"Thy shoes shall be iron and brass; and as thy days, so shall thy strength be"
Here are two things provided for the pilgrim: shoes and strength. As for the shoes: they are very needful for traveling along rough ways and for trampling upon deadly foes. We shall not go barefoot -- this would not be suitable for princes of the blood royal. Our shoes shall not be at all of the common sort, for they shall have soles of durable metal, which will not wear out even if the journey be long and difficult. We shall have protection proportionate to the necessities of the road and the battle. Wherefore let us march boldly on, fearing no harm even though we tread on serpents or set our foot upon the dragon himself. As for the strength: it shall be continued as long as our days shall continue, and it shall be proportioned to the stress and burden of those days. The words are few, "as thy days thy strength," but the meaning is full. This day we may look for trial, and for work which will require energy, but we may just as confidently look for equal strength. This word given to Asher is given to us also who have faith wherewith to appropriate it. Let us rise to the holy boldness which it is calculated to create within the believing heart.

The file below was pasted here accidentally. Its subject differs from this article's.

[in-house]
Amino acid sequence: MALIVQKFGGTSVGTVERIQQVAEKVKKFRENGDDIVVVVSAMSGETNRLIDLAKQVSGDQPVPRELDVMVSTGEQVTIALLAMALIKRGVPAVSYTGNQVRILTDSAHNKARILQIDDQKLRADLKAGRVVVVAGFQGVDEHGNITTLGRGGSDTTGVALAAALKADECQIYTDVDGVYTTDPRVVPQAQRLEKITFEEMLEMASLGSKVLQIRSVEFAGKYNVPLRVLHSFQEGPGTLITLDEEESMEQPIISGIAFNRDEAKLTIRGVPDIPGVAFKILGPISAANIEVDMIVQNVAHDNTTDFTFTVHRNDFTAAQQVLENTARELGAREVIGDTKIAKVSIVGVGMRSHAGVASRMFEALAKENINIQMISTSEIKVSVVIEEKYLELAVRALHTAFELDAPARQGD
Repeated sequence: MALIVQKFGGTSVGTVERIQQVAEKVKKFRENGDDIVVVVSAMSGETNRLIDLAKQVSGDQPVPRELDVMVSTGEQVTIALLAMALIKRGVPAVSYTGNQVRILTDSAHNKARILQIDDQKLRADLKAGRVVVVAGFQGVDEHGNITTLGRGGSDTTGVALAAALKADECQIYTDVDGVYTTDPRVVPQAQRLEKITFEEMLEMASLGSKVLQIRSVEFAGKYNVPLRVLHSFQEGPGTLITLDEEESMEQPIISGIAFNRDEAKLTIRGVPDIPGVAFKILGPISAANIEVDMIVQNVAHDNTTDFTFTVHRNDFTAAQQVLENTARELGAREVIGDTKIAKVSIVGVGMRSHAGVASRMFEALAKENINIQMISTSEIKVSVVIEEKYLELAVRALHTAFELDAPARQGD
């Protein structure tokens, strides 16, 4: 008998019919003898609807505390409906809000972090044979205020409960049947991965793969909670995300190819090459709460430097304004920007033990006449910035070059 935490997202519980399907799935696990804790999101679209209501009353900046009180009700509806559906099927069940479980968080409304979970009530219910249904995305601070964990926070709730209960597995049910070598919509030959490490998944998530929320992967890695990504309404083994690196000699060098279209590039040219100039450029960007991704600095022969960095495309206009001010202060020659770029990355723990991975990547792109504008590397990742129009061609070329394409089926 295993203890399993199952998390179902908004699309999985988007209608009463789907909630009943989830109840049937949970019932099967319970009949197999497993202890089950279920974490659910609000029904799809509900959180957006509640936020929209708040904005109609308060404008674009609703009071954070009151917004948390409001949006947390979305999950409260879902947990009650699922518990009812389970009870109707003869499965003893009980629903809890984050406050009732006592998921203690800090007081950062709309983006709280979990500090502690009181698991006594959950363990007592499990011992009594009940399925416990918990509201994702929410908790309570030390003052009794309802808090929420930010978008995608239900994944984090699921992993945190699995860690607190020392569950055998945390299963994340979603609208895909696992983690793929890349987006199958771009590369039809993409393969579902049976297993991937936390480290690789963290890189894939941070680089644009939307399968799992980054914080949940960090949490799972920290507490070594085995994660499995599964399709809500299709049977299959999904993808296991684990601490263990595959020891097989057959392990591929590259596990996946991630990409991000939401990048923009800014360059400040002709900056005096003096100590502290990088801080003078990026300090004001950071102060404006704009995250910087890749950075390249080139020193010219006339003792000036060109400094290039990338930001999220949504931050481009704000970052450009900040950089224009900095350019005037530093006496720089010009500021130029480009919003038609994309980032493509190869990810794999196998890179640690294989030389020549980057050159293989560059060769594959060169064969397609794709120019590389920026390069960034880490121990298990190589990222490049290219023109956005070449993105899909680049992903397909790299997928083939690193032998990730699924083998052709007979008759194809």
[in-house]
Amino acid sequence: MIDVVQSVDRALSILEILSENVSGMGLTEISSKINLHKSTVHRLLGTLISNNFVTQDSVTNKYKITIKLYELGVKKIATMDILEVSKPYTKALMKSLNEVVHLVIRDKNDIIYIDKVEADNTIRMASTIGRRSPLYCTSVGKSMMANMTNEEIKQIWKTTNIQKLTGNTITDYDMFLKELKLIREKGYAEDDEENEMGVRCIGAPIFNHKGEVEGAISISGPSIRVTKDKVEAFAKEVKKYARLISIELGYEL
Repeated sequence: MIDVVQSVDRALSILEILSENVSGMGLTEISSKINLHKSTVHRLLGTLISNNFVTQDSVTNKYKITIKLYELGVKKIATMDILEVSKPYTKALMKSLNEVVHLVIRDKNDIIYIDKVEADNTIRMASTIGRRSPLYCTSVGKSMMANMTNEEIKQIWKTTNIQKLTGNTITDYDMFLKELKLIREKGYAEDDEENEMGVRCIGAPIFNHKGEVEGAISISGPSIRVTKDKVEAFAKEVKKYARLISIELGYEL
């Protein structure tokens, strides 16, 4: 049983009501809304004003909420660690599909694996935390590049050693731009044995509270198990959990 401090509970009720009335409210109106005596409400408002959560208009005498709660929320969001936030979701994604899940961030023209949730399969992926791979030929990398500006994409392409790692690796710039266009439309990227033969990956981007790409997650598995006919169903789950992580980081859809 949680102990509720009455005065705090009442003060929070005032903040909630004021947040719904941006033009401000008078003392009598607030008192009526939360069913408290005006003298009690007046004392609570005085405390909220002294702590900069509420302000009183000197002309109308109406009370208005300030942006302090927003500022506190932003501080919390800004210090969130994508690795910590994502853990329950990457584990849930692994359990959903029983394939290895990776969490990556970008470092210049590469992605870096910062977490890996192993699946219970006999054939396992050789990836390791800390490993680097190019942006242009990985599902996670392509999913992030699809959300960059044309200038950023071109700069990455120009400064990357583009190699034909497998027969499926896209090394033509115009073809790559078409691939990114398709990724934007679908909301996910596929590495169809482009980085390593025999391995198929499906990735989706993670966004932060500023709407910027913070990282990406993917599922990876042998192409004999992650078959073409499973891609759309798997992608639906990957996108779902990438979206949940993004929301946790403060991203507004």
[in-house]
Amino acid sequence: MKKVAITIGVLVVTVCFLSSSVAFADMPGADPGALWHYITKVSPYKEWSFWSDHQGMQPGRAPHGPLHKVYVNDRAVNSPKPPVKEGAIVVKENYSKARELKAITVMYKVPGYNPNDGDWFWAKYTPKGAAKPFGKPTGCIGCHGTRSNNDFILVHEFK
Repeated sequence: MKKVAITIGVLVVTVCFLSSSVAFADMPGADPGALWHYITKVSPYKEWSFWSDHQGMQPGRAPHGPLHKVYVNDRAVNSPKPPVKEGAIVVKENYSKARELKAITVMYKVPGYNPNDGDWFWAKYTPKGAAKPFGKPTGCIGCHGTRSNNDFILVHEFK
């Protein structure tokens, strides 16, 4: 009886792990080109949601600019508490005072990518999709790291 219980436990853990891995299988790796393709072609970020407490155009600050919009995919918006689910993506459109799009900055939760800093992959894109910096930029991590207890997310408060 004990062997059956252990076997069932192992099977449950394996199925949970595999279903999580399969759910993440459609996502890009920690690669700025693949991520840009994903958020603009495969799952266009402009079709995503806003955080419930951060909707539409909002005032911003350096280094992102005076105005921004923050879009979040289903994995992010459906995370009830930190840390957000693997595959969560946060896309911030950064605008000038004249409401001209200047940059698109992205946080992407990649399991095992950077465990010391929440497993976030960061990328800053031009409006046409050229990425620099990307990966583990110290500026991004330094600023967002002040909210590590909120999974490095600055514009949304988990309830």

Charles Haddon Spurgeon (1834-92) was England's best-known preacher for most of the second half of the nineteenth century. Spurgeon frequently preached to audiences numbering more than 10,000all in the days before electronic amplification.